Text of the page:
Zener or Galvanic Isolators? Choose the best safety barrier for Hazardous Areas

Nov 20, 2017 / by GM International

Topics: Certifications, Hazardous Areas, Intrinsic Safety

Intrinsic safety is the simplest and most cost-effective approach to ensure the safety of Hazardous Areas, industrial environments where a risk of explosion exists due to the presence of flammable and combustible materials and potential ignition sources.

Rules about equipment and protective systems intended for use in these areas are set out by ATEX Directive 2014/34/EU, which in 2016 replaced Directive 94/9/EC with minor changes. Intrinsic safety devices are the only kind of products ATEX standards admit into 0 Zones (classified at greater risk).

There are 2 main types of intrinsically safe barriers:

  • Zener barriers;
  • Galvanically Isolated Barriers (or Galvanic isolators).

What are the differences between them? How can you choose the best barrier for a particular plant? Here are some characteristics and parameters to consider.


How do intrinsically safe barriers work?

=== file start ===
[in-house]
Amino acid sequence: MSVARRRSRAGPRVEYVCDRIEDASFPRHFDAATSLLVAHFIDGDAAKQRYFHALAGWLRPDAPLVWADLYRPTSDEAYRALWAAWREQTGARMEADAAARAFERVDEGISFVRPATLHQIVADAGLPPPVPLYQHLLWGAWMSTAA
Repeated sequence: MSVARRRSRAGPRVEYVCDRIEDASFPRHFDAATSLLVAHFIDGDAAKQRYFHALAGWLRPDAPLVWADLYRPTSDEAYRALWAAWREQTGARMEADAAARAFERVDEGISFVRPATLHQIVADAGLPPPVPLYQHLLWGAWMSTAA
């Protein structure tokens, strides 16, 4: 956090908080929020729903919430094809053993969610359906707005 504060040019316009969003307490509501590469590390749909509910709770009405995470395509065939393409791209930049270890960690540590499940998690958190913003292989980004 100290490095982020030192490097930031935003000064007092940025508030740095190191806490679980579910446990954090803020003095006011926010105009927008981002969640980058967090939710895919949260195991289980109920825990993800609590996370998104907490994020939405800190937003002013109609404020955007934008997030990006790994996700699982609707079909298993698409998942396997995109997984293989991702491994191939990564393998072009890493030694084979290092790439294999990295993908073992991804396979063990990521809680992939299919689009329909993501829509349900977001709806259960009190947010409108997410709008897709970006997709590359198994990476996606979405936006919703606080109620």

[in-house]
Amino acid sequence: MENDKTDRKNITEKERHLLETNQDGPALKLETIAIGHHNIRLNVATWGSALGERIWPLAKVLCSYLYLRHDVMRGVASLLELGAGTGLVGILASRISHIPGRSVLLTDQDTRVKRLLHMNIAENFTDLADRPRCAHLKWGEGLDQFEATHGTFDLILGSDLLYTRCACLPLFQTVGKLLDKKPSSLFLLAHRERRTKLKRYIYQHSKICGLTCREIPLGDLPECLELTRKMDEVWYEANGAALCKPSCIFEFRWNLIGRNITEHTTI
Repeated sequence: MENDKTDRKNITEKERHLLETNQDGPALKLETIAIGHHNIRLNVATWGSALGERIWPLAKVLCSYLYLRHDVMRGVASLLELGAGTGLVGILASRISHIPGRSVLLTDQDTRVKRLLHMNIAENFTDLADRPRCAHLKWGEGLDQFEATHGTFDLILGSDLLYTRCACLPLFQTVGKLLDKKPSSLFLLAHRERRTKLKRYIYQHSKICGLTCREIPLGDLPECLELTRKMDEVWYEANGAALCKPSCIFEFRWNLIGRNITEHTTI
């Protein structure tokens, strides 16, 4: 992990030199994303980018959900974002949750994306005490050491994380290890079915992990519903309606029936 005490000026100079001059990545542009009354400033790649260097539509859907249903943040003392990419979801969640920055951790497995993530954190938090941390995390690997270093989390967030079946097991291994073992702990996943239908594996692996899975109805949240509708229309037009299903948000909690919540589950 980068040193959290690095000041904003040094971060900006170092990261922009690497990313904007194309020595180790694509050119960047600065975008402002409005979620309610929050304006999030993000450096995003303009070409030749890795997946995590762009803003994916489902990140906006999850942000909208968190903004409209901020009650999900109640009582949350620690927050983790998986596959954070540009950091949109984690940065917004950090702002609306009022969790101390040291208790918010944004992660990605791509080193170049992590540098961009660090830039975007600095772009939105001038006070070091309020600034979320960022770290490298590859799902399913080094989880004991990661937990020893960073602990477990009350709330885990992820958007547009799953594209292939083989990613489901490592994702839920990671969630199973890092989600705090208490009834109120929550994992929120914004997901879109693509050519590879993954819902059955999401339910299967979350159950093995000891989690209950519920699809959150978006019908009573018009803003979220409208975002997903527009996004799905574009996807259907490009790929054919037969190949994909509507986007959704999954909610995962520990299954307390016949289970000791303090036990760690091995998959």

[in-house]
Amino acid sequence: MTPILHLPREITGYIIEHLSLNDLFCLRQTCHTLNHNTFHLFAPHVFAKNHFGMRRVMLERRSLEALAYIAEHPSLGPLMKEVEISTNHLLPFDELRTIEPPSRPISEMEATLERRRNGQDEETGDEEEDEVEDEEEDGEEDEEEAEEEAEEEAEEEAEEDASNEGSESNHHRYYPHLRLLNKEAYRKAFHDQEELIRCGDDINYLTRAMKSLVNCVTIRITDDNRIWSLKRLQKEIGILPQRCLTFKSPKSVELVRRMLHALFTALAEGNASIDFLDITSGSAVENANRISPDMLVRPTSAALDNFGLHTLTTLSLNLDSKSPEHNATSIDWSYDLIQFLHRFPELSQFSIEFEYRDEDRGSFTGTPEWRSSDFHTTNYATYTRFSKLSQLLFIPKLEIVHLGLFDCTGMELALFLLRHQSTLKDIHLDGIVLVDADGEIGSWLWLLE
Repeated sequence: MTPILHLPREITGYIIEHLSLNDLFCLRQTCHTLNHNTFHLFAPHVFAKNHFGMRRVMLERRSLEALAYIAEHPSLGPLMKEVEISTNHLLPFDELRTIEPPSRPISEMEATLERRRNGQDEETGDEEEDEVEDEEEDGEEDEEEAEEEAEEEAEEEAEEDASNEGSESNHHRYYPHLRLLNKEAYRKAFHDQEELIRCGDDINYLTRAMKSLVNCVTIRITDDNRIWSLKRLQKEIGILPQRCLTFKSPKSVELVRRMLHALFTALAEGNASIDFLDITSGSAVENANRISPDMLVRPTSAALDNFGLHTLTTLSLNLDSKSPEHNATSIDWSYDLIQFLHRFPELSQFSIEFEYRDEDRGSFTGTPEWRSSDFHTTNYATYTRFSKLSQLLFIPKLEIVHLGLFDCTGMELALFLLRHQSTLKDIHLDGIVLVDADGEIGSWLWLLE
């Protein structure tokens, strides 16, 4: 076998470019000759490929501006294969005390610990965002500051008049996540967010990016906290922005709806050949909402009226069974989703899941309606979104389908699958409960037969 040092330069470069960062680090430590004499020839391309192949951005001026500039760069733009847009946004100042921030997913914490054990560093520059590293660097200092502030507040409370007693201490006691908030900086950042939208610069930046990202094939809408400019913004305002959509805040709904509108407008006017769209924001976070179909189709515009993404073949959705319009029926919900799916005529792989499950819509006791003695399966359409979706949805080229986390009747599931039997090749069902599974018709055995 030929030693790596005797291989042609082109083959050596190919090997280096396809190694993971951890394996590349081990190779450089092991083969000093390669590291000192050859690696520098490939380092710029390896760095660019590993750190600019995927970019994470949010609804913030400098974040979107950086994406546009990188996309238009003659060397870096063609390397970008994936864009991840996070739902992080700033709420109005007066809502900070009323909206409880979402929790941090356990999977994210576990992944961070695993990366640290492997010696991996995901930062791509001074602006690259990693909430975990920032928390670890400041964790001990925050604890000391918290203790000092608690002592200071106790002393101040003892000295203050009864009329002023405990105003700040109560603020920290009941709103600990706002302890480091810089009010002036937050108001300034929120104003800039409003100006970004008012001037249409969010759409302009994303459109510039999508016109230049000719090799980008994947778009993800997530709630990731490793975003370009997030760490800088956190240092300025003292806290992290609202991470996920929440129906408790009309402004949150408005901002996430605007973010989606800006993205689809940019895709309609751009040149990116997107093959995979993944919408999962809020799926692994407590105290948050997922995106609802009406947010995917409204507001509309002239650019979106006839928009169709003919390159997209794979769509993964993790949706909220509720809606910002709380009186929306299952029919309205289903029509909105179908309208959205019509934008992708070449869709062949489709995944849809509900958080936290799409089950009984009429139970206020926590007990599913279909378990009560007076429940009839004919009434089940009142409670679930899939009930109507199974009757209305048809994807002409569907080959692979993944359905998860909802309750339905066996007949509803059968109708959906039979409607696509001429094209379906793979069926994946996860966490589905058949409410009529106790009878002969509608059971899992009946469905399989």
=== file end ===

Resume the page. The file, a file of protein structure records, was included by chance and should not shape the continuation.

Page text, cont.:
Intrinsic safety’s basic principle consists in limiting the levels of energy present in the circuits, so as to avoid the ignition of the potentially explosive mixture, even in case of failure. The two types of barrier perform this task in different ways: Zener barriers divert excess energy to earth through the fuse and Zener diodes, while Galvanic isolators provide isolation between the circuits in the hazardous area and those in the safe area, using relays, transformers and optoisolators.


Installation, cost and size

Zener barriers are simpler and cheaper systems compared to Galvanic isolators. They are also normally smaller in size.


Ground connection

Zener barriers need a good dedicated and redundant ground connection, which must have a resistance of less than 1 ohm. Furthermore, the apparatus in the hazardous area must be isolated from the ground to ensure safety. If the fuse burns, it must be replaced. Galvanic isolators, instead, don’t need ground connection nor maintenance, and by their nature the field apparatus can be grounded.


Which is the best solution?

There’s no need to say that the choice of the type of intrinsically safe barrier must be based on single plant’s characteristics. However, the general market trend in the market is to abandon Zener diode barriers (more traditional solutions) and to prefer Galvanic isolators, which among other advantages ensure lower installation costs, greater precision, the possibility to use sensors connected to the structural ground of the system, full voltage available to field devices and high rejection to common mode disorders.

 

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